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News 07 Jun 13

Macedonian Protesters Lay Siege to Skopje City Hall

Violent mob surrounds Skopje’s Centar municipality building, breaking windows and protesting against the mayor's alleged plan - which he denies - to demolish a church.

 
Sinisa Jakov Marusic
BIRN
Skopje

 

 
 

 Photo by: Sinisa Jakov Marusic

Several hundred protesters gathered around the hall of Skopje's opposition-run Centar municipality on Friday, smashing windows and trapping local politicians inside.

At least one municipal employee was injured from flying glass.

Police stood by as protesters shattered windows and banged on the walls and doors of the building.

The protesters, government supporters, shouted “Communist Scum!” and “Muslims!”, at the municipal council and at the new Mayor, Andrej Zernovski.

"Who is he [Zernovski] to destroy a church? Is he a Christian or a Muslim? If he is Muslim, let him get out of the country," one angry protestor told the media.

The protest came after a non-governmental group called ”Veritas” said the newly elected Mayor, Andrej Zernovski, planned to demolish an Orthodox church that is under construction. The municipality has denied the report, saying the Mayor had no such plans.

Government supporters have condemned Zernovski, who became Mayor as candidate of the opposition in March–April local elections, after he announced plans to probe the costly revamp of the capital called "Skopje 2014" and call a referendum on the project.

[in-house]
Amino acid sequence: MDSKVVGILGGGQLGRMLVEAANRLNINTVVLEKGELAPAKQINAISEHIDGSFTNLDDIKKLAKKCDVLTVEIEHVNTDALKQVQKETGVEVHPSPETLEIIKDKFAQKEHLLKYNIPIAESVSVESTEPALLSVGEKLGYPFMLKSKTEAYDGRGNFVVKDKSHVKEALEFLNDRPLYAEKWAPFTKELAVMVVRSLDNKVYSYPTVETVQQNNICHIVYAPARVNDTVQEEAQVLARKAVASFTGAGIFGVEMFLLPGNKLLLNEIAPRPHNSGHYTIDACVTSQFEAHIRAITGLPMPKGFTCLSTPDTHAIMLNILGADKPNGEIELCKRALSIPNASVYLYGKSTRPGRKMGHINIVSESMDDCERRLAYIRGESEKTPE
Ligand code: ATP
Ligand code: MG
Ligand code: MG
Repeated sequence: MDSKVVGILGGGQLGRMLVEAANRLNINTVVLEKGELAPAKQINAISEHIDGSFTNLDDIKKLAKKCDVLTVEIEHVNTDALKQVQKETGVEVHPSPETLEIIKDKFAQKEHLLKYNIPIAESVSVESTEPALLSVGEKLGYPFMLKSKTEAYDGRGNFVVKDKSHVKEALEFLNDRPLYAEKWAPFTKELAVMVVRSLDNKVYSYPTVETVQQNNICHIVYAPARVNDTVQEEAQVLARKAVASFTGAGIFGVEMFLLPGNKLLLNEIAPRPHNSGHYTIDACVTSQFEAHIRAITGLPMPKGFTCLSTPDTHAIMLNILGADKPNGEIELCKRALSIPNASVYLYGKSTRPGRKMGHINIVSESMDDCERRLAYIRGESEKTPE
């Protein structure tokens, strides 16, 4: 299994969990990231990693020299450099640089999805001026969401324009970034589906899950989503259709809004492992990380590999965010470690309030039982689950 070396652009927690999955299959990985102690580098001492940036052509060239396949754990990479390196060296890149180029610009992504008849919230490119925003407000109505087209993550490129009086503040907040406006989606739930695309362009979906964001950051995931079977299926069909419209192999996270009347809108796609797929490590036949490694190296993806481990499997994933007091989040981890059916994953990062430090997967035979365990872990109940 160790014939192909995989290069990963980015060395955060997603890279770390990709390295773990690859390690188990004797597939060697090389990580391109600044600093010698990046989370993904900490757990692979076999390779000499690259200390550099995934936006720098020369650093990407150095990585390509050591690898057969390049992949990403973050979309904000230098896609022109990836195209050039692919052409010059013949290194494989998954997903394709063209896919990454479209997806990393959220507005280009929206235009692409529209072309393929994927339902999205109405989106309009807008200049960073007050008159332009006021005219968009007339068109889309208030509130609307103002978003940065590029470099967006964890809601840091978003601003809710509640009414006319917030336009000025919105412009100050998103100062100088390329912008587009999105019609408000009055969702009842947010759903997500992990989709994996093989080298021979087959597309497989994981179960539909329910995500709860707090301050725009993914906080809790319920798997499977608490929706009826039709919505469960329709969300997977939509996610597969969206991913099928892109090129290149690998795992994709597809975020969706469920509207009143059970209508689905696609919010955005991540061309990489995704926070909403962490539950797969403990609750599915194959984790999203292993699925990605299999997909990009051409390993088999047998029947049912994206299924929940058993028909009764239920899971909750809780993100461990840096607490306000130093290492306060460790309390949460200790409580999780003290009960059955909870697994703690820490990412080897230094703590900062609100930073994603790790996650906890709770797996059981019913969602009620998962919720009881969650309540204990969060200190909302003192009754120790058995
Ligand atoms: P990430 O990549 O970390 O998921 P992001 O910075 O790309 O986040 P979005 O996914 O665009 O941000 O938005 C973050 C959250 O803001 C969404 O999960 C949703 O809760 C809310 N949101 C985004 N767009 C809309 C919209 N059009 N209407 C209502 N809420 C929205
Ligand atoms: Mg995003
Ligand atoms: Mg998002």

After the violent interruption of a municipal session, the Mayor was evacuated from the building by municipal security.

The Mayor said he had wanted to address the protesters in person but was advised by police not to try to do so.

“I asked to address the protesters to explain categorically that we do not plan to destroy the church under construction, or any other building, but I was told it was not safe,” Zernovski told the media later.

Journalist Attacked During the Protest

Macedonian journalist Biljana Sekulovska was attacked by the mob during the protest.

“When I tried to record the protesters in the vicinity of the municipal building, I was attacked by several of them,” Sekulovska told Balkan insight.

"I was asking the police officers nearby for help but they just stood by in silence. Finally a senior police officer came and took me away from the protesters,” Sekulovska said.

Sekulovska, an editor at web based NOVA.TV, was a prominent journalists of the now defunct A1 TV, once the most popular TV station in the country.

The remaining council members were blocked inside the building on Friday afternoon, as protesters continued banging on the walls and windows.

The 30 metre-high church in question is under construction in the downtown area with the approval of the previous municipal leadership and the former mayor, Zoran Todorovic, a member of Macedonia's ruling VMRO DPMNE party.

The church is popularly dubbed, “Gruevski’s church” after Prime Minister Nikola Gruevski.

Violence in connection with the church broke out in March 2009 when a group of religious militants clashed with Skopje architecture students who were protesting against the construction project.

The violence assumed a political dimension when Prime Minister Gruevski sided with the militants and accused the students of acting as fronts for the opposition.

The location of the church, originally intended for the main square, was later moved by several hundred metres. The government then distanced itself from its construction in deference to the secular charactar of the state.

The church is now being built by an organization called Sts Constantine and Helena, through donations.

 

 

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